I can't have been the only one cringing towards the end of halftime last week in expectation of a personal foul penalty about to be wasted by blasting the upcoming kickoff through the endzone.
Can't just complain about it based on intuition, though--what do the numbers say?
There are basically three choices when kicking off from the 50 after a personal foul:
1) kick it through the endzone for the easy touchback
2) kick onside
3) kick short of the goal line, either high or squibbed.
I'll compare (1) and (2)--I have no data on kicks in play from the 50 so I can't analyze (3). Mathlete? Anyone?
The essential and oft-copied graph:
Case #1 is easy to analyze: the receiving team gets the ball at the 25 That's somewhere between 0.5 and 0.6 expected points for the receiving team. Since I go into this convinced kicking onside is the right choice I'm going to give the benefit of the doubt to the other side everywhere, so we'll call it 0.5
For case #2 I'm going to assume that the ball ends up at the 40--the average is probably a little over ten yards on an onside kick but again I want to err on the conservative side. There's also a tiny possiblity of the kicking team actually returning the kick instead of falling on it; if anyone has any data that indicates this materially impacts the calculation please let us know in the comments.
Let the probability of the kicking team recovering the kick be x. If the receiving team recovers they get the ball at their own 40, worth 1.4 expected points. If the kicking team recovers they get the ball at the opponents' 40, worth 2.5 expected points.
Expected points for the receiving team, then, are (1.4) (1-x) - (2.5) x, or
1.4 - (3.9)x
Breakeven is when this equals 0.5:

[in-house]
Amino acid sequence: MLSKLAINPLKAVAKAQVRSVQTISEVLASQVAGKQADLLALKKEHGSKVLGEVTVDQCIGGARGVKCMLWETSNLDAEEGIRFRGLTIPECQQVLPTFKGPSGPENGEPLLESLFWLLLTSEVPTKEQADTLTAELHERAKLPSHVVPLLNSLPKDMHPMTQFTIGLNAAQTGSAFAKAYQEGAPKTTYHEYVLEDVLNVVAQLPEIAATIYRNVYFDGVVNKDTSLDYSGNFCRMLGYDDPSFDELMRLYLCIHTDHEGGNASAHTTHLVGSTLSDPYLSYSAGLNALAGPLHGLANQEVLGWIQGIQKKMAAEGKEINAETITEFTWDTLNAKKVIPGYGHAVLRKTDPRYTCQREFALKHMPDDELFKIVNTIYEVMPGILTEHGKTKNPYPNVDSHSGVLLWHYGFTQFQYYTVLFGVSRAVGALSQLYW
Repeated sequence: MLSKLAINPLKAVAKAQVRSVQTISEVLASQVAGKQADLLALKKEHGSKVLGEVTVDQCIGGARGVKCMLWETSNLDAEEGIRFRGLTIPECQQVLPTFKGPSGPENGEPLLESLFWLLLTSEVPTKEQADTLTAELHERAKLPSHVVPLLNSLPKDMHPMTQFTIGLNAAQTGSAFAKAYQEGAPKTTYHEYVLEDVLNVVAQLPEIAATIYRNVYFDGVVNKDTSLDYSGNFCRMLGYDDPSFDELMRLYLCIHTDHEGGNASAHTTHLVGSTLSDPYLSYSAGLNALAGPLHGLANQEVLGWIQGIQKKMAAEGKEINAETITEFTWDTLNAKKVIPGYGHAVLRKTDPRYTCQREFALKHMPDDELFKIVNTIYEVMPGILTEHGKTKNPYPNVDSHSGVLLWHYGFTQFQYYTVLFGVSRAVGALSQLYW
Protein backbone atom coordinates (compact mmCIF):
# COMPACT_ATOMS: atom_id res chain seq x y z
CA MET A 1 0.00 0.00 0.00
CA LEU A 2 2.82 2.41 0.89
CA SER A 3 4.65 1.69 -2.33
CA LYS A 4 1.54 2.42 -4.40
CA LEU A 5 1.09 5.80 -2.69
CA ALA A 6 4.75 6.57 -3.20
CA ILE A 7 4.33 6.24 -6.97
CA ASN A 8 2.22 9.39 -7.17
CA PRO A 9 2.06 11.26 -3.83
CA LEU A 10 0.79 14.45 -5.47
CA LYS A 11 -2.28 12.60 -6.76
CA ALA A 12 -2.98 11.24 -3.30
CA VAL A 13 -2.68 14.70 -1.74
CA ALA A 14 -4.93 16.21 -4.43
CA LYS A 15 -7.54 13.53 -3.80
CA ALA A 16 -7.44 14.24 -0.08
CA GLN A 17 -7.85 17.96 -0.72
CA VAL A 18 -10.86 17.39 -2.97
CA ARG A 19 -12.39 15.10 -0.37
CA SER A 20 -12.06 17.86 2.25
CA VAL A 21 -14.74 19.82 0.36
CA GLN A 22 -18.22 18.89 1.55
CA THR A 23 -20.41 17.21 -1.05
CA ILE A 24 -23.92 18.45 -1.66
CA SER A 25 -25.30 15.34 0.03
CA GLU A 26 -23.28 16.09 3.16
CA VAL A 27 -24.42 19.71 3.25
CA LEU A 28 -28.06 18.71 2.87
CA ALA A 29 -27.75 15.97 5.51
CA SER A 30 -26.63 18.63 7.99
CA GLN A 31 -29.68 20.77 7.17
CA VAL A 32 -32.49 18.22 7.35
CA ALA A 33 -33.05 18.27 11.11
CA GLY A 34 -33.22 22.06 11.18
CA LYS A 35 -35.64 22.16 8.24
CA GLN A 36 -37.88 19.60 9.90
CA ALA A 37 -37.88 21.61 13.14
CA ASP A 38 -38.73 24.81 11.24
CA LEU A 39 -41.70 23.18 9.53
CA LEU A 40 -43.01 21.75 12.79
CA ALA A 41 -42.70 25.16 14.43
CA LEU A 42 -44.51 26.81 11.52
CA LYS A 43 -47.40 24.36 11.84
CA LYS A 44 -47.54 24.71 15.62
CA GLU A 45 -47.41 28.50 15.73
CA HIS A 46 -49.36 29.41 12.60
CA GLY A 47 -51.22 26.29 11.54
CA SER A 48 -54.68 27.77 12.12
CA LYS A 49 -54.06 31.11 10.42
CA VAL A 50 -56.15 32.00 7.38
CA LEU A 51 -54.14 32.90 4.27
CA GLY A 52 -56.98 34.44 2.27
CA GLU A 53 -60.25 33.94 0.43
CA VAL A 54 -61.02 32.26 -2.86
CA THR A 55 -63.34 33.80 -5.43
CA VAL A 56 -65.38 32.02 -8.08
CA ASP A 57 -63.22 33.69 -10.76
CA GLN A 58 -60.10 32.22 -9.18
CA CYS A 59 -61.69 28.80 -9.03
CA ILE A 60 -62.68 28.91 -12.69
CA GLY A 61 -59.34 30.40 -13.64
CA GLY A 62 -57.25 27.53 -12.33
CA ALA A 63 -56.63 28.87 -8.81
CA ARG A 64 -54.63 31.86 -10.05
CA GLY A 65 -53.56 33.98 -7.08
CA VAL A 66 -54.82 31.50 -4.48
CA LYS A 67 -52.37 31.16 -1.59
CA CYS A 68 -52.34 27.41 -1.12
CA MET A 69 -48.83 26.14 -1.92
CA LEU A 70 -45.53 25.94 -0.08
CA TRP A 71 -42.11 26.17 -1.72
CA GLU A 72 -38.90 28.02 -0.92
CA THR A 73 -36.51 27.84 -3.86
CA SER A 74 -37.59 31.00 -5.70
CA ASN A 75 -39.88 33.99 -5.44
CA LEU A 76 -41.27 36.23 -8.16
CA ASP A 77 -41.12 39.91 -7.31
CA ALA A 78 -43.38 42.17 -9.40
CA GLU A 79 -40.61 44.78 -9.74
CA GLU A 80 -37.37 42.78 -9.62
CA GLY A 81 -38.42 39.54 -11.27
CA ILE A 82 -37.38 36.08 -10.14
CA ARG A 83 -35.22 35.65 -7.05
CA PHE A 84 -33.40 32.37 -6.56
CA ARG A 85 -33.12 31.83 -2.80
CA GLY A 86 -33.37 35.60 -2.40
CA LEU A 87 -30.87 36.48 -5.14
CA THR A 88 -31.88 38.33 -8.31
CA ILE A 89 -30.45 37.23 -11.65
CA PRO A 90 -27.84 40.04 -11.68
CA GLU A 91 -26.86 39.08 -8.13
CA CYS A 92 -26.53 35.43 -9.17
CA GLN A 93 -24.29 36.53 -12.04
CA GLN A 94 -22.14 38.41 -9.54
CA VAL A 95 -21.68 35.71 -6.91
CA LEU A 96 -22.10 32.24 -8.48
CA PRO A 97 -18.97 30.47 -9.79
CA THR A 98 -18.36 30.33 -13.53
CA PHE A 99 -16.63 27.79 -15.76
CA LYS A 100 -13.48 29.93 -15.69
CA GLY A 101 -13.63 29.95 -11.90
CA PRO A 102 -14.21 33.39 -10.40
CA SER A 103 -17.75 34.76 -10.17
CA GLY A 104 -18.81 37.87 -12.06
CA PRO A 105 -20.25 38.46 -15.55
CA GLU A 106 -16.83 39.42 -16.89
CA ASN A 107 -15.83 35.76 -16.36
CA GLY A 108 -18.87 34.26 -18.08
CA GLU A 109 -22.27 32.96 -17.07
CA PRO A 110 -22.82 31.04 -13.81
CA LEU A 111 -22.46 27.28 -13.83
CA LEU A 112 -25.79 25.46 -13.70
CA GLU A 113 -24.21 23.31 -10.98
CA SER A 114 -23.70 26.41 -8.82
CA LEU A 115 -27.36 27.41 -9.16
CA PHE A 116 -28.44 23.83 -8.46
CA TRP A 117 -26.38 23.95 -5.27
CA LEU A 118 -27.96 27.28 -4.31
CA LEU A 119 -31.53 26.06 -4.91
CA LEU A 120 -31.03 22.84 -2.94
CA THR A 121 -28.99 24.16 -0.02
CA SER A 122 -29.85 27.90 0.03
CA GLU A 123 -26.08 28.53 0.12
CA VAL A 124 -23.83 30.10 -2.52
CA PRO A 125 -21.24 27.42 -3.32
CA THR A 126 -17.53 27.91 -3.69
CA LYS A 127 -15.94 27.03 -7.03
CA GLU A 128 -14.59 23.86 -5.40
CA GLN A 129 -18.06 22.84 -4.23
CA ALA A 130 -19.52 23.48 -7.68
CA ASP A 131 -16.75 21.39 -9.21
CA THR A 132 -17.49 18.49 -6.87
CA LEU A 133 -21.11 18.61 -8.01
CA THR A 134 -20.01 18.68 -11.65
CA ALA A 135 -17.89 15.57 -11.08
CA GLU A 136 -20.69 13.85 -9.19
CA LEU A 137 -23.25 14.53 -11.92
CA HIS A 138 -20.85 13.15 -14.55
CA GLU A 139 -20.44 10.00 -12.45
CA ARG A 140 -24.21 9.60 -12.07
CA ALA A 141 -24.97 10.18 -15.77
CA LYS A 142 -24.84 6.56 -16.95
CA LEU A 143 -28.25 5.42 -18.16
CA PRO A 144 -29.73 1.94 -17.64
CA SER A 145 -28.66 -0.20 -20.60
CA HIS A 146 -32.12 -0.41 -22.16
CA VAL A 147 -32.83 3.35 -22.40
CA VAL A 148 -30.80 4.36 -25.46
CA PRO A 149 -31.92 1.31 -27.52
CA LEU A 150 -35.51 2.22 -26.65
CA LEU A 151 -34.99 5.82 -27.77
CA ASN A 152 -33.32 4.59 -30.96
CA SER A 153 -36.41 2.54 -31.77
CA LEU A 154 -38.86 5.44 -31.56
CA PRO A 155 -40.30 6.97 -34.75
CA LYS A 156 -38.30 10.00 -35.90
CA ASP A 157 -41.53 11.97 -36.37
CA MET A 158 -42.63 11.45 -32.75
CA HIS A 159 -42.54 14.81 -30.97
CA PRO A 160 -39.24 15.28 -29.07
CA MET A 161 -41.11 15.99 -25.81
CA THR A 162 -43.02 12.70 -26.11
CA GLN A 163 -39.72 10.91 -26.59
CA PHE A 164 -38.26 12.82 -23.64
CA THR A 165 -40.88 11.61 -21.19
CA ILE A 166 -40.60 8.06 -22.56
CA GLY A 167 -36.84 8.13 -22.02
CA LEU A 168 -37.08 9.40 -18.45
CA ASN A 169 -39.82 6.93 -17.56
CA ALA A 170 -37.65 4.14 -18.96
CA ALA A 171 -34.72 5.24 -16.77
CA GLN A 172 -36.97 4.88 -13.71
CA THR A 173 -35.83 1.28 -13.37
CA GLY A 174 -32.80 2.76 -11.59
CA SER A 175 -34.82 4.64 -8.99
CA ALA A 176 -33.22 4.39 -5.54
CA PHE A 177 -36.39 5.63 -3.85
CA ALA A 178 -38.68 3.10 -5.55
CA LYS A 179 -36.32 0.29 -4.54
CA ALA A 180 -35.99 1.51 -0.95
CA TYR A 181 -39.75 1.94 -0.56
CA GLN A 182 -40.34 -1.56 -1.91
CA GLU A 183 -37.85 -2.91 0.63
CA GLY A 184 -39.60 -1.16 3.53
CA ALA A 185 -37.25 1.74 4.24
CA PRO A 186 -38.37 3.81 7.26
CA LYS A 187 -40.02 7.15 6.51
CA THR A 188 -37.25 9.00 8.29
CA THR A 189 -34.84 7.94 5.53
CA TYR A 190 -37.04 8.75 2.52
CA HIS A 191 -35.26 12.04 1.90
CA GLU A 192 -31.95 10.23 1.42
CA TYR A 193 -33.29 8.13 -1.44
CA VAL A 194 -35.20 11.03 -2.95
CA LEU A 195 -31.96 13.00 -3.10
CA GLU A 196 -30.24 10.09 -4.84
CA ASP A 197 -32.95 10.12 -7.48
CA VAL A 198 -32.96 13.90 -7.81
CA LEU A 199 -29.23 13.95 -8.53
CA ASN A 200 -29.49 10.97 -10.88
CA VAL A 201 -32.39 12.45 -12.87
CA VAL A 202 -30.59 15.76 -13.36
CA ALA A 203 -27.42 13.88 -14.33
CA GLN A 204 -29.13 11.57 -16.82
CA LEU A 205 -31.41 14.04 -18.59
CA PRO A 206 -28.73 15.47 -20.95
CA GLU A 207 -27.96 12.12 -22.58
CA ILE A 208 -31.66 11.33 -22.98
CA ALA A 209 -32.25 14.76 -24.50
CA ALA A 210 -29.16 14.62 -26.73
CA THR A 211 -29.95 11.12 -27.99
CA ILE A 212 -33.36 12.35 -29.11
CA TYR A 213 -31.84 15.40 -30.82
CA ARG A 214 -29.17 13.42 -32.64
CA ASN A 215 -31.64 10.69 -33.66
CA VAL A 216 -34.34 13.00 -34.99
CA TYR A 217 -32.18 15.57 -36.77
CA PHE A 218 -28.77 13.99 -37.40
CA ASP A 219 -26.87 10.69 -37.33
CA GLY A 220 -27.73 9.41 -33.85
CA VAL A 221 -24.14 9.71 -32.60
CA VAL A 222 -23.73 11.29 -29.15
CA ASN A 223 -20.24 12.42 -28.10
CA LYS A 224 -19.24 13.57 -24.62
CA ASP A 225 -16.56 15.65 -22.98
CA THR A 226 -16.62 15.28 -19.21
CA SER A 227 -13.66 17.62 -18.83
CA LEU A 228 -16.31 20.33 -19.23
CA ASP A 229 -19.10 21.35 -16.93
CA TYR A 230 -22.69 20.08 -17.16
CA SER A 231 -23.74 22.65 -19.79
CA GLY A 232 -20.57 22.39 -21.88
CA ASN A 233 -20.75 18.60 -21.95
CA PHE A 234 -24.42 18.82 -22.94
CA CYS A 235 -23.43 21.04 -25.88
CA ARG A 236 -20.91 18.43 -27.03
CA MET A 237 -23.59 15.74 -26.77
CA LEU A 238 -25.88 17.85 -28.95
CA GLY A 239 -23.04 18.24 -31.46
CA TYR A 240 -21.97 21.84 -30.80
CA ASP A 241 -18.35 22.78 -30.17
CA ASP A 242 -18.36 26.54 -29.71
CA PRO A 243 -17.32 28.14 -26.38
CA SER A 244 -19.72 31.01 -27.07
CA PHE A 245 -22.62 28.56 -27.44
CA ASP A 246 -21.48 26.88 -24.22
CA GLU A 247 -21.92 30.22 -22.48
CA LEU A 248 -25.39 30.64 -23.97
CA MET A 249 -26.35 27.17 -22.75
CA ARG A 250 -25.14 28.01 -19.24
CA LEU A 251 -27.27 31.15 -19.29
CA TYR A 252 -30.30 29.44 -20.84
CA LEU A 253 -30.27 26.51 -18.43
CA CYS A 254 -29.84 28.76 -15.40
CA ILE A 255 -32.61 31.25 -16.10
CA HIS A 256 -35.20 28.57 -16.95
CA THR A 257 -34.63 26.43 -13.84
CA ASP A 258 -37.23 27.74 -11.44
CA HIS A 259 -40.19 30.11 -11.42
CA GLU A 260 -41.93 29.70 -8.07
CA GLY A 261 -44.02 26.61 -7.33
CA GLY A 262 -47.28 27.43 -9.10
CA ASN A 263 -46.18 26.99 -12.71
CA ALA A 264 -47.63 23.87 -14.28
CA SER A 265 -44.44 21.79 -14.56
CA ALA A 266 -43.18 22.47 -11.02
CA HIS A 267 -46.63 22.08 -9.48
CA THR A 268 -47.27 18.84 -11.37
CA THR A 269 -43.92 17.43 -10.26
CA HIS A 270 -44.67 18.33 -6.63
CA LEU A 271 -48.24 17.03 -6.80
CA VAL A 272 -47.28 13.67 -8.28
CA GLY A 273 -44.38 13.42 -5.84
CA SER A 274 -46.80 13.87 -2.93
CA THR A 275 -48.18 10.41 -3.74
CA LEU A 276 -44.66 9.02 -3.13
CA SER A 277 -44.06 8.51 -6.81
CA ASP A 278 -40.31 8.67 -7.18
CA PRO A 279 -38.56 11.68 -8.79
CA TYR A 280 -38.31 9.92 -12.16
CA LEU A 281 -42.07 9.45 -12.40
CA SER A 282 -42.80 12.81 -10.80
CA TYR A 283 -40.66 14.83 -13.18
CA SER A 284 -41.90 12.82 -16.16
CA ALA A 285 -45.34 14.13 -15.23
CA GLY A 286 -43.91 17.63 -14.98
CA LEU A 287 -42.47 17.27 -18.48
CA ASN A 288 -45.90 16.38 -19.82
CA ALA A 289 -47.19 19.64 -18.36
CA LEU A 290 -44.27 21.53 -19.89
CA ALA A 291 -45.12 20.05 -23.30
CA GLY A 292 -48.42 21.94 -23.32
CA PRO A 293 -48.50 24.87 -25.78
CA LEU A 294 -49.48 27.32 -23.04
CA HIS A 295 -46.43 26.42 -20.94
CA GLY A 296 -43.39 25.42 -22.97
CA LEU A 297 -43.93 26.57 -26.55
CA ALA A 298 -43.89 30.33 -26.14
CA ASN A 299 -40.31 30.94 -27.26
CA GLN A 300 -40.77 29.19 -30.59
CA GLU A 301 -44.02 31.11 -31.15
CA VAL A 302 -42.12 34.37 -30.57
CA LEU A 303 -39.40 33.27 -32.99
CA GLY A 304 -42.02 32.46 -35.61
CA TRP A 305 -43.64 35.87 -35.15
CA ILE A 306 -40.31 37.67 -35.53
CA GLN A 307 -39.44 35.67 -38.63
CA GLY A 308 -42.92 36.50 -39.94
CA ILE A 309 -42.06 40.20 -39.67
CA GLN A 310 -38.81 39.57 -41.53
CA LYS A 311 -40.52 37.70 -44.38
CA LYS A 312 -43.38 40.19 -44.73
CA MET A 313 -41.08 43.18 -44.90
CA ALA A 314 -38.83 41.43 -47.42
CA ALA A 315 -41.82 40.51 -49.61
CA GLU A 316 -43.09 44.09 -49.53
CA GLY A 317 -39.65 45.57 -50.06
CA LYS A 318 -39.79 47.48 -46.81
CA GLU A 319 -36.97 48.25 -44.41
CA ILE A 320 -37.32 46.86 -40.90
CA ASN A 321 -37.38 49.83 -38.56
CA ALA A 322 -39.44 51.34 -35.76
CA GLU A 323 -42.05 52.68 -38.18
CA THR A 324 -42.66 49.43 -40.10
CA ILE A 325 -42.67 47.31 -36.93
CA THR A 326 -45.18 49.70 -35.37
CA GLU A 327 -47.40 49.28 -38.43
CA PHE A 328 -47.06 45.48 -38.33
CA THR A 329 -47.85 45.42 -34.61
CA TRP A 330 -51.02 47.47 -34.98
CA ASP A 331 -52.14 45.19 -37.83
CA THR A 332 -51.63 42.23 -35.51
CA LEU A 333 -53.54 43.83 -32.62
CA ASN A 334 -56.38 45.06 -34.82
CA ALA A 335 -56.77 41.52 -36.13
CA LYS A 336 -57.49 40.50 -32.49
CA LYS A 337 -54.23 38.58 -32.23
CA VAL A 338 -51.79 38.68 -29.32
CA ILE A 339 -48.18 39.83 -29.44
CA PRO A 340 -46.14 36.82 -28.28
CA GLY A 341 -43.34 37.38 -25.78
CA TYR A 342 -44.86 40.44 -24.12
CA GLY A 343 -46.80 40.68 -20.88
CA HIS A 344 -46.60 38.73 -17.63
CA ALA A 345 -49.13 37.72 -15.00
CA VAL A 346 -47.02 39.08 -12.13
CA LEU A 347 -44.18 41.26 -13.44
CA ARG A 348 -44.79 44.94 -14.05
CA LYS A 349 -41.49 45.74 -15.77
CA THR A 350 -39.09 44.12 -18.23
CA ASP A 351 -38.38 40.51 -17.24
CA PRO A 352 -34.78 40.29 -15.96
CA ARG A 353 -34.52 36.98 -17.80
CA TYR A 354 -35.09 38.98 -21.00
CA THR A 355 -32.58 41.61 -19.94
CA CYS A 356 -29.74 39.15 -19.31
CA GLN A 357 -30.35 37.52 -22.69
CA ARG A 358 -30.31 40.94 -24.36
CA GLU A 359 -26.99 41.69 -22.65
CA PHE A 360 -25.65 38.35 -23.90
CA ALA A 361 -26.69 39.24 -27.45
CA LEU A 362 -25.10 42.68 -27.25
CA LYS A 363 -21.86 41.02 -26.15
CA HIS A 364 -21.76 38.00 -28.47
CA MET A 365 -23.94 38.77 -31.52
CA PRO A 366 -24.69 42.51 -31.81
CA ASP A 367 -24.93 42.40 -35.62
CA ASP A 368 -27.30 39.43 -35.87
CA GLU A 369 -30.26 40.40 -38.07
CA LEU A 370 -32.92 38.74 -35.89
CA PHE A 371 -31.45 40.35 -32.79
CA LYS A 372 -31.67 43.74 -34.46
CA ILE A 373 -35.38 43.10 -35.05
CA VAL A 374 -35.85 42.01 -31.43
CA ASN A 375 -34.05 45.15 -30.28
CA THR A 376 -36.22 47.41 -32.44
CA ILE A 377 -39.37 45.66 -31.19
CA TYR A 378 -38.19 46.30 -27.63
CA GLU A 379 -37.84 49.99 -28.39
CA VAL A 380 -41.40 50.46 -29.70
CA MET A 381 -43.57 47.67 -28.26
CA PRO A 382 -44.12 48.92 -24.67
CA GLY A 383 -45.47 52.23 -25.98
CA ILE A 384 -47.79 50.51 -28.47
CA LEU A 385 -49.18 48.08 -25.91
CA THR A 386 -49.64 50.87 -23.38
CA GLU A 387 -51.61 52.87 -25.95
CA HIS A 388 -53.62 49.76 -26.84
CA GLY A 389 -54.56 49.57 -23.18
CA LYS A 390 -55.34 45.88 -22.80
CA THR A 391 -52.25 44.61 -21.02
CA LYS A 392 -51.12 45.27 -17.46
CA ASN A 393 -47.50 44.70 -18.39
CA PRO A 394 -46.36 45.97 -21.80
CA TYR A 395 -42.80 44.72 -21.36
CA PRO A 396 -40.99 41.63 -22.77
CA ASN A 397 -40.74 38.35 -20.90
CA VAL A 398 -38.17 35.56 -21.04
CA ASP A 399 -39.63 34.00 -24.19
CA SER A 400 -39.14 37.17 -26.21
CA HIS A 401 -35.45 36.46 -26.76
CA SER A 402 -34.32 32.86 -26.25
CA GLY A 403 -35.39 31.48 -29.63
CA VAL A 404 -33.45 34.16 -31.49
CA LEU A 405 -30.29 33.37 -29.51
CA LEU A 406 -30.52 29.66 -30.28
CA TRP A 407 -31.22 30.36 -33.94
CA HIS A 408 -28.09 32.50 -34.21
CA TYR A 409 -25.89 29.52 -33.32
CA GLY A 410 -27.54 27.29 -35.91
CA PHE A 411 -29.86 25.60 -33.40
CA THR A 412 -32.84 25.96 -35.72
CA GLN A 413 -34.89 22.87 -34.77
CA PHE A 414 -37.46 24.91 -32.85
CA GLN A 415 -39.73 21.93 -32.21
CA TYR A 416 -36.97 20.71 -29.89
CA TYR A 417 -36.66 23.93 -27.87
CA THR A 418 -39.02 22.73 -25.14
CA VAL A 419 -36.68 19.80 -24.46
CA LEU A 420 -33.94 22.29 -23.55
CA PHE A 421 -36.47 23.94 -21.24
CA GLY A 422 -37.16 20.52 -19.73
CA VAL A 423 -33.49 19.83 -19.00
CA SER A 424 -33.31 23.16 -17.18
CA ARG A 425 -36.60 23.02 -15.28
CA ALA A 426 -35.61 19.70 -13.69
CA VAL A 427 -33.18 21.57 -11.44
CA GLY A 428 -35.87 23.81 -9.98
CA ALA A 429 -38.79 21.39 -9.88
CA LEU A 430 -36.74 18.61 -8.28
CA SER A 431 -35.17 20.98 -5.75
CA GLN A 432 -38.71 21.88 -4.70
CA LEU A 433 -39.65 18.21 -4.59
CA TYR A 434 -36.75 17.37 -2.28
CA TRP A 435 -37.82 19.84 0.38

1.4 - (3.9)x = 0.5
x = (0.9)/(3.9) = .23
give or take 2 or 3 percentage points from any errors I made eyeballing the graph.
That's pretty close to the actual rate of recovery on onside kicks, but remember that most onside kicks are taken in desperation mode at the end of games when the receiving team fully expects them. According to advancednflstats.com the rate of recovery on a surprise onside kick is 55-65%. (That, of course, is for NFL players and NFL rules; I'm not aware of any NCAA data on this.)
If the receiving team doesn't defend the onside kick like they would in an end-of-game situation, kicking onside from midfield is a little over one point better than the touchback.
If the receiving team does send the hands team on and defend the onside kick, it's just about a push, with perhaps a very slight advantage to the touchback.
My proposal is:
1. kick onside, always, from the 50 until teams start defending it.
2. if the receiving team sends out their hands team to defend the kickoff, kick short of the goal line and cover the kick, making use of the short field and the absence of the usual blockers.
Under the pre-2012 rules, with the touchback only coming out to the 20 and the onside kick going to the opponents' 45 instead of the 40, the break even point was somewhere around 35%. It probably still made sense to kick onside, but the situation wasn't as clear-cut as it seems to me to be now.